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A christmas gift for Wagamama

It being a time for giving, I’m going to set aside my snarky instincts and offer some free advice to the management of Wagamama.

Yes, Wagamama. In case you haven’t been following the news today the Wagamanagers have let themselves down by allowing a notice from a junior member of their team to be photographed in all its sordid glory. In the notice the junior Wagamanager warns staff that, in line with the staff manual and contract, anyone wanting to go sick over christmas will have to find their own replacement and face disciplinary action.

Of course, what we’ve all always wanted from a franchise food chain is dedicated management that will ensure that staff with infectious diseases have an incentive to handle our food. (I may have fibbed about giving up snarkiness for christmas.)

However, here are my hot tips for Wagamanagers who may fear they are having their own Ratners moment.

  1. Accept the reality – your staff know that social media works now, and if there are any other smoking guns out there, be prepared for them to crop up on social media. If I were in your office I’d be asking myself what the narrative about the use of zero hours or seasonal contracts will look like in the light of day.
  2. Check the numbers. Right now it’s an evens bet that some self important MP will demand that you appear before a Select Committee. Get a grip on the numbers now and understand if some of your branches have better or worse sick records, and why. That includes being able to prove your managers don’t use disciplinary processes to deal with sickness or capability issues.
  3. Get a grip on the numbers, part two. If I know anything about companies with dodgy sickness policies, it’s that they’re also shit about employing disabled people, and making reasonable adaptations. So check that one out, before someone from the equalities community checks you out.
  4. Remember I suggested you look at your sickness performance in point two? Do some spot audits of restaurants and check for completed return to work forms, with accompanying risk assessments. You will have them, won’t you?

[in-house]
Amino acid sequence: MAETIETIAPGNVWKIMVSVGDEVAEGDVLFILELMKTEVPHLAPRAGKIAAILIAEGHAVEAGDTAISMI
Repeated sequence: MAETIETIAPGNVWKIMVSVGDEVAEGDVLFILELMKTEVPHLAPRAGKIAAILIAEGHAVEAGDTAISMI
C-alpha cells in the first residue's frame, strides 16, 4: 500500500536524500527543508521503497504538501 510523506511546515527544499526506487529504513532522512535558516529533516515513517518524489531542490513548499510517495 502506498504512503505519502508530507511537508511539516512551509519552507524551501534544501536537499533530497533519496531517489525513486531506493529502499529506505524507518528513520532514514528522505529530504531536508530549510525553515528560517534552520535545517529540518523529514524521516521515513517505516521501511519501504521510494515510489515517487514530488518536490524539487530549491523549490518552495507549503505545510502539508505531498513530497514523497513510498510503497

5. Those staff contracts and handbooks that the numpty manager name checked; you’re going to publish them aren’t you? Better to own the story and release them yourselves than be humiliated in front of a select committee – ask Mike Ashley.
  6. You know in question one I warned you might want to look at the narrative around zero hours contracts? You’ve always been good on tips in the past, are you sure all your restaurants will come out clean in any checkup? Up until 24 hours ago you could do the ‘we’re the good guys’ pose, but you’ve lost that now and need to get that back. Time to take stock and do some elementary risk management. If your defence in this case is that a well trained manager inexplicably went off piste, how can you guarantee they won’t have done so on other issues?
  7. You know how I mentioned the link between sick staff and sick customers. You will publish your numbers for sickness claims from customers by branch won’t you?
  8. Last bit of free advice. You’re doing the rogue manager defence. According to Scores on the Doors, Westminster Council only has some confidence in the management of your Wigmore St branch. Are you sure you can evidence that your management training works?

Here’s the problem you have. We all like brands we recognise, and the idea that alongside those brands sit values that give us comfort, even if the food offer is mediocre or middle of the road. You’ve just allowed a manager to drive a coach and horses through your values and processes, and that’s all you have.

 

Good luck. You may need it.

 

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This entry was posted on December 24, 2017 by in Uncategorized and tagged .

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